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Visit > Events and Exhibits > Art Exhibit: Albert Rhea
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Art Exhibit: Albert Rhea

Nebraska Habitat 

January 4 through February 11, 2019
9 a.m. to 5 p.m. daily 

 
 

About the artist:  

Albert Rhea was born in 1948 in Omaha, Nebraska. He has been interested in photography since high school. His father was a wildlife photographer, and he still uses some of his father's equipment today. He studied photography at Bellevue College where he graduated in 1990. 

  

He is carrying on his father's interest in wildlife photography in the macrophotography realm. To Albert, macrophotography is magical because it takes him into a smaller universe of vibrant colors, exquisite details and extraordinary patterns that can literally take your breath away. This is especially the case when doing macrophotography of wildflowers and butterflies which provide an incredible variety of shapes and colors that could potentially keep him engaged for a lifetime. Macrophotography can be challenging because it involves moving in close and magnifying what is there beyond our normal perception of it. 

  

  

Artist Statement:  

The following is a brief statement about the meaning within my photographic work. The Nebraska Habitat Series consists of limited editions of three to five prints.

To me, macrophotography, sometimes also referred to as close-up photography, is magical because it takes us into a smaller universe of vibrant colors, exquisite details and extraordinary patterns that can literally take your breath away. This is especially the case when doing macrophotography of wildflowers and butterflies which provide an incredible variety of shapes and colors that could potentially keep me engaged for a lifetime. Macrophotography can be challenging because it involves moving in close and magnifying what is there beyond our normal perception of it. Macrophotography is magical realism as seen through other eyes.

Is there anyone who doesn't admire the flight of a spring butterfly?  Flitting from flower to flower to plant, and basking in the warm sun. The butterfly is supreme in the animal kingdom for possessing those qualities we call grace, agility, and serenity. But trouble is brewing in the insect world and it may affect even these harmless and uplifting creatures. The Department of the Interior has nineteen butterflies on their North American endangered species list.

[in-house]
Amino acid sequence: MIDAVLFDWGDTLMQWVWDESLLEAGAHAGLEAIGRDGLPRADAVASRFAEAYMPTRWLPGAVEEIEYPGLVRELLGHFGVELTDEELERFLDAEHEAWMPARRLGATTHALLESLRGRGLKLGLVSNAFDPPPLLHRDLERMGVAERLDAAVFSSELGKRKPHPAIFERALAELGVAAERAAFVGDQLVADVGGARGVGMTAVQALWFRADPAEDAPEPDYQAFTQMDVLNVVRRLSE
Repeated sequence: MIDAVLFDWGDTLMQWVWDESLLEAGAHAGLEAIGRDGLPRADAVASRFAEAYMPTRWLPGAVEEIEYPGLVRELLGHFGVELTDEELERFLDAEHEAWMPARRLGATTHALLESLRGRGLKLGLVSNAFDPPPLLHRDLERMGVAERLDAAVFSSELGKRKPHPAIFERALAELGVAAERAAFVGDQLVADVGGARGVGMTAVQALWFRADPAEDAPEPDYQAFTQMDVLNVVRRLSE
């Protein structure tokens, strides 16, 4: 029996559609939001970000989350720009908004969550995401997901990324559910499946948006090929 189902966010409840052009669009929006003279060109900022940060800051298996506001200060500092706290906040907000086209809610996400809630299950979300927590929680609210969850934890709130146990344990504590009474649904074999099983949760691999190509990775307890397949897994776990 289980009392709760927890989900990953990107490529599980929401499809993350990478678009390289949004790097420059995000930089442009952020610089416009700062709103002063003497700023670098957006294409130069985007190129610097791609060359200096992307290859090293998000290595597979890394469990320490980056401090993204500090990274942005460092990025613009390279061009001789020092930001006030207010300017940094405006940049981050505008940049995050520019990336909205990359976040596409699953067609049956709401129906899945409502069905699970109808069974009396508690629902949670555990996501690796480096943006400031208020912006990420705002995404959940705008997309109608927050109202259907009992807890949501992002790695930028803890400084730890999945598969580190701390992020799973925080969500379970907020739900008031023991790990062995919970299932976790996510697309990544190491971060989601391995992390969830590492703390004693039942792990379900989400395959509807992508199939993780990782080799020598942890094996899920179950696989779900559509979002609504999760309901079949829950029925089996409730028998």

Dr. Paul Opler, at the Office of Endangered Species, states that it is not the butterfly collectors who have made the species endangered of extinction, but housing development and urban sprawl. Most butterflies depend on a solitary plant for its food. If land is bulldozed and plants destroyed, the butterflies disappear - forever.

There are many butterflies - 475 species alone in North America, making them the second largest group in the animal kingdom, second to beetles. And because of their numbers, we don't see their importance.

Environmentalists know that because the butterfly is so fragile it is an important indicator of the entire ecosystem - and that includes humans. The Xerces Society, a butterfly's preservation group, puts it this way: "Butterflies, since they are so conspicuous and ecologically vulnerable, serve as excellent indicators of ecosystem health". Recent research has shown that butterflies have declined more rapidly than birds and plants emphasising their potential role as indicators. Recent research has shown that butterflies have declined more rapidly than birds and plants emphasising their potential role as indicators.

Study land use policies near you and be alert for habitat destruction. Ask yourself, "How are butterflies faring in my community?"

  

  

 

 

  

  

  

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